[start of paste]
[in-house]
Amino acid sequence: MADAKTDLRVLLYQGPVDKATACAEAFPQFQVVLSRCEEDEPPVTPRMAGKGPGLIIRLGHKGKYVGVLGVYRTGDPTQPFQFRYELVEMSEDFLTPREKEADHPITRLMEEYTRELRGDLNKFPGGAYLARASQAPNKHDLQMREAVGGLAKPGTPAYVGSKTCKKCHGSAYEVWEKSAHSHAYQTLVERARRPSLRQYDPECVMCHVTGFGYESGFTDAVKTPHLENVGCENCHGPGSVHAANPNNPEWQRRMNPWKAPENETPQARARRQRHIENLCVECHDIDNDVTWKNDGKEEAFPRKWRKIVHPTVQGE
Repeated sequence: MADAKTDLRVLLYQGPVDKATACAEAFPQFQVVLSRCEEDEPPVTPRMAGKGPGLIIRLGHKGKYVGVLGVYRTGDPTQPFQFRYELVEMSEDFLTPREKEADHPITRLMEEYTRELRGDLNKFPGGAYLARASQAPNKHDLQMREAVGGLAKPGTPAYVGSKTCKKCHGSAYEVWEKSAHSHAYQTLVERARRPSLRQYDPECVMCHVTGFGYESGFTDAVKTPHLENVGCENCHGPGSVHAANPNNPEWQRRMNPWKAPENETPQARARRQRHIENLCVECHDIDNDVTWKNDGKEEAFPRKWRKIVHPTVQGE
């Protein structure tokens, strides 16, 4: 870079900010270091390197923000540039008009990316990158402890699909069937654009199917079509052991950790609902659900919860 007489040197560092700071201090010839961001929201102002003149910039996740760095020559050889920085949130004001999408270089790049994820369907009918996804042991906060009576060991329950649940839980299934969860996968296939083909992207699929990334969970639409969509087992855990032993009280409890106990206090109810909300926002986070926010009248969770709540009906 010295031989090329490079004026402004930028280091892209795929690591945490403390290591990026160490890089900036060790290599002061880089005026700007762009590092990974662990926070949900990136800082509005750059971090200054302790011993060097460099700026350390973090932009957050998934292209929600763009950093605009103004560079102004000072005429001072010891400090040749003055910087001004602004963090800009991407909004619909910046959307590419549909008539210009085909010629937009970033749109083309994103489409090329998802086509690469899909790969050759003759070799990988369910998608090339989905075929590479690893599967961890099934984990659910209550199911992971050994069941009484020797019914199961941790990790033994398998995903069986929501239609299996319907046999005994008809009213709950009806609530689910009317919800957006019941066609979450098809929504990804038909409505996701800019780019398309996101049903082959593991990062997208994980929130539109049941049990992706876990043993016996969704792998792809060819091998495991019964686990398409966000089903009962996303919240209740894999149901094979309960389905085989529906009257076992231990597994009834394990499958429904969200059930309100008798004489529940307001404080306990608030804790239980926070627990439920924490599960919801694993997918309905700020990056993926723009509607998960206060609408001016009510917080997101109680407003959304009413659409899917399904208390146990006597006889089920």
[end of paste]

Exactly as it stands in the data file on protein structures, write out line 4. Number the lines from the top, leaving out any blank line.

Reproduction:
């Protein structure tokens, strides 16, 4: 870079900010270091390197923000540039008009990316990158402890699909069937654009199917079509052991950790609902659900919860 007489040197560092700071201090010839961001929201102002003149910039996740760095020559050889920085949130004001999408270089790049994820369907009918996804042991906060009576060991329950649940839980299934969860996968296939083909992207699929990334969970639409969509087992855990032993009280409890106990206090109810909300926002986070926010009248969770709540009906 010295031989090329490079004026402004930028280091892209795929690591945490403390290591990026160490890089900036060790290599002061880089005026700007762009590092990974662990926070949900990136800082509005750059971090200054302790011993060097460099700026350390973090932009957050998934292209929600763009950093605009103004560079102004000072005429001072010891400090040749003055910087001004602004963090800009991407909004619909910046959307590419549909008539210009085909010629937009970033749109083309994103489409090329998802086509690469899909790969050759003759070799990988369910998608090339989905075929590479690893599967961890099934984990659910209550199911992971050994069941009484020797019914199961941790990790033994398998995903069986929501239609299996319907046999005994008809009213709950009806609530689910009317919800957006019941066609979450098809929504990804038909409505996701800019780019398309996101049903082959593991990062997208994980929130539109049941049990992706876990043993016996969704792998792809060819091998495991019964686990398409966000089903009962996303919240209740894999149901094979309960389905085989529906009257076992231990597994009834394990499958429904969200059930309100008798004489529940307001404080306990608030804790239980926070627990439920924490599960919801694993997918309905700020990056993926723009509607998960206060609408001016009510917080997101109680407003959304009413659409899917399904208390146990006597006889089920």